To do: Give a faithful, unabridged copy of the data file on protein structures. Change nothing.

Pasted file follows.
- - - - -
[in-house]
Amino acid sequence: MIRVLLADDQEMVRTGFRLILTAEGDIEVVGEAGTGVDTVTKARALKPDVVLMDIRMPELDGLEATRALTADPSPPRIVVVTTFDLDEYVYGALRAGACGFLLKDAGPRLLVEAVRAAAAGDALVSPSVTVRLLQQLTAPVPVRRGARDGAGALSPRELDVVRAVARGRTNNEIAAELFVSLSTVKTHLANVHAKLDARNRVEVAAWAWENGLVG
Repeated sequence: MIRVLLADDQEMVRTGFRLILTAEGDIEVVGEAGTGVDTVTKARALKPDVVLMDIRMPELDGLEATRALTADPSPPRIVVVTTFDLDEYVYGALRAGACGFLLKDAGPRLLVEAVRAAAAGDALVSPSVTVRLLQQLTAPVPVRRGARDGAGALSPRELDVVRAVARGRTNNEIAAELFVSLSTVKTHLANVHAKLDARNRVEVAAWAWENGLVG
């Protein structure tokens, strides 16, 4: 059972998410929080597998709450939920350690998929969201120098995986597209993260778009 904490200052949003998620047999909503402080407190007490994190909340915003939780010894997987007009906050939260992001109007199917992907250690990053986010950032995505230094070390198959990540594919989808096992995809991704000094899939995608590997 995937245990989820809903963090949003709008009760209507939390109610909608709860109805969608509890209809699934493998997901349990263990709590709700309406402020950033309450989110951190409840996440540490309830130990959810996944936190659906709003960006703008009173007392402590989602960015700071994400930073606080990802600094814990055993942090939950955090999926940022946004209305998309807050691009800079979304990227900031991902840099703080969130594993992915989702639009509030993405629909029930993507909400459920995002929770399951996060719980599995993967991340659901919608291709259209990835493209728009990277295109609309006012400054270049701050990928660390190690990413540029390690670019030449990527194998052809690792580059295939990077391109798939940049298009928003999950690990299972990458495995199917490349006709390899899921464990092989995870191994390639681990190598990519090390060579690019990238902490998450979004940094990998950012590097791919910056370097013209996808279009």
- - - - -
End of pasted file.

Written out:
[in-house]
Amino acid sequence: MIRVLLADDQEMVRTGFRLILTAEGDIEVVGEAGTGVDTVTKARALKPDVVLMDIRMPELDGLEATRALTADPSPPRIVVVTTFDLDEYVYGALRAGACGFLLKDAGPRLLVEAVRAAAAGDALVSPSVTVRLLQQLTAPVPVRRGARDGAGALSPRELDVVRAVARGRTNNEIAAELFVSLSTVKTHLANVHAKLDARNRVEVAAWAWENGLVG
Repeated sequence: MIRVLLADDQEMVRTGFRLILTAEGDIEVVGEAGTGVDTVTKARALKPDVVLMDIRMPELDGLEATRALTADPSPPRIVVVTTFDLDEYVYGALRAGACGFLLKDAGPRLLVEAVRAAAAGDALVSPSVTVRLLQQLTAPVPVRRGARDGAGALSPRELDVVRAVARGRTNNEIAAELFVSLSTVKTHLANVHAKLDARNRVEVAAWAWENGLVG
């Protein structure tokens, strides 16, 4: 059972998410929080597998709450939920350690998929969201120098995986597209993260778009 904490200052949003998620047999909503402080407190007490994190909340915003939780010894997987007009906050939260992001109007199917992907250690990053986010950032995505230094070390198959990540594919989808096992995809991704000094899939995608590997 995937245990989820809903963090949003709008009760209507939390109610909608709860109805969608509890209809699934493998997901349990263990709590709700309406402020950033309450989110951190409840996440540490309830130990959810996944936190659906709003960006703008009173007392402590989602960015700071994400930073606080990802600094814990055993942090939950955090999926940022946004209305998309807050691009800079979304990227900031991902840099703080969130594993992915989702639009509030993405629909029930993507909400459920995002929770399951996060719980599995993967991340659901919608291709259209990835493209728009990277295109609309006012400054270049701050990928660390190690990413540029390690670019030449990527194998052809690792580059295939990077391109798939940049298009928003999950690990299972990458495995199917490349006709390899899921464990092989995870191994390639681990190598990519090390060579690019990238902490998450979004940094990998950012590097791919910056370097013209996808279009």